Getting to Know Sam Payne

Getting to Know Sam Payne

Sam Payne 1Sam Payne, hailing from right here in Utah, is a stellar teller of stories and songs. Each time I hear him I am impressed with his skill and abilities.  A writer, teller, teacher, and radio personality we are happy to have him with us at the festival again this year to share his unique performances with us.

 

1. What is the first story you remember hearing and/or the first story you remember telling?

The first story I remember hearing was Danny Kaye’s musical version of “The Ugly Duckling” from the soundtrack to the movie musical Hans Christian Andersen. I must have listened to it a thousand times. When I was six, in the middle of a bout of stage fright over serving as the ring bearer at my aunt’s wedding, my mom put her hands on my shoulders in the church cloakroom and said I’d be fine as long as I remembered to walk down the aisle like the swan at the end of the Ugly Duckling story I loved, “…with his head so noble and high.” I survived my gig as the ring bearer. That may be when I learned what good medicine stories can be.

The first story I remember telling was an original crime noir piece about a big-city gumshoe on the trail of an international criminal named Bordeaux. I wrote it when I was eight or nine. My mom brought home an old thrift-store typewriter for us bored kids to take apart one summer afternoon. Instead I began a novel. I got through two-and-a-half typewritten pages before I conked out. Some people carry good-luck charms of one kind or another. I carry those two-and-a-half typewritten pages. If you see me with my shoulder bag, ask me. They’re in there.

2. How was the seed of storytelling planted in your life?

My folks shipped my brother and me off to my grandparents’ house in the Bay Area for three weeks one summer when we were small. Every night of that visit, after my grandmother tucked us into bed, my grandfather sat in a chair and read to us from The Adventures of Huckleberry Finn. I love my grandfather, but he’s a crotchety, disapproving, dictatorial old Greek, and there was an enormous gulf between him and us kids. The nightly reading of Huckleberry Finn drew us out in love for one another. Later, when I was in high school, he mailed me a VHS copy of Igor Stravinski’s strange and wonderful work “The Soldier’s Tale,” animated by R. O. Blechman, and it happened again. I think it was through those rare exchanges with my grandfather that I learned how stories can help people find their way to each other.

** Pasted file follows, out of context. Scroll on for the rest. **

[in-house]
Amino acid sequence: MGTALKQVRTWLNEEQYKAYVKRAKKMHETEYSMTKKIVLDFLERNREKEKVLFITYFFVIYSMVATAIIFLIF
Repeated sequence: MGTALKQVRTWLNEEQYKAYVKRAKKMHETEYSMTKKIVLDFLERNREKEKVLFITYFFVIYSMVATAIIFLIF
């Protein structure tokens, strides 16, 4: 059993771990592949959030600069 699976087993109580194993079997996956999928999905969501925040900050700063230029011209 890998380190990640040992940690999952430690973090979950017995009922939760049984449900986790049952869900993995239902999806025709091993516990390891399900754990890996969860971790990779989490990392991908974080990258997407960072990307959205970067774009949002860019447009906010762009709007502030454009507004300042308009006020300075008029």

3. Where does storytelling grow from here? How do you want to see storytelling influencing society?

Fueled by the incredible experiences that people continue to have at festivals like Timpanogos, people are going home and inviting loved ones together to share stories in smaller, more intimate spaces. It’s the era of coffee house storytelling shows and living-room storytelling parties. It’s an era in which prisons and hospitals and churches and at-risk youth programs are trusting storytelling to do the heavy lifting in their incredibly important work. There’s a phrase I like to use: “Never be afraid to think small.” It comes from observing the career of my father, a folksinger who, in the early 1970’s, made record albums of his own music and sold them from door to door. While other artists were working on opportunities to play stadiums, my dad hung on for years to an artistic lifestyle that allowed him to look into the eyes of just about everyone who heard a song or bought an album. What a wonderful thing it is that the storytelling revival of the last half-century has built the kind of bonfire from which people are carrying away embers and lighting fires of their own, across which they can look into the very eyes of the people who are listening.

4. If you needed to start a dance party, what song would you lead with?

Oh my. Much to my chagrin I’m the guy who, just when people are hankering for “Dancing Queen,” suggests “Grapefruit Moon” by Tom Waits. I don’t get invited to a lot of dance parties. Maybe “Magdalena” by Brandon Flowers. I’m listening to it right now. That song just kills me.

Don’t miss out on seeing Sam at this year’s Festival. For more information about Sam’s schedule and the Festival, visit: https://timpfest.org/events/28th-annual-timpanogos-storytelling-festival.

Getting to Know Catherine Conant

 
Catherine Conant grew up in a large Italian family in New Jersey where she learned to stitch together the things of family and of imagination to create powerful and beautiful stories about the world around her. Funny and poignant, you are sure to fall in love with Catherine!

1. What is the first story you remember hearing and/or the first story you remember telling?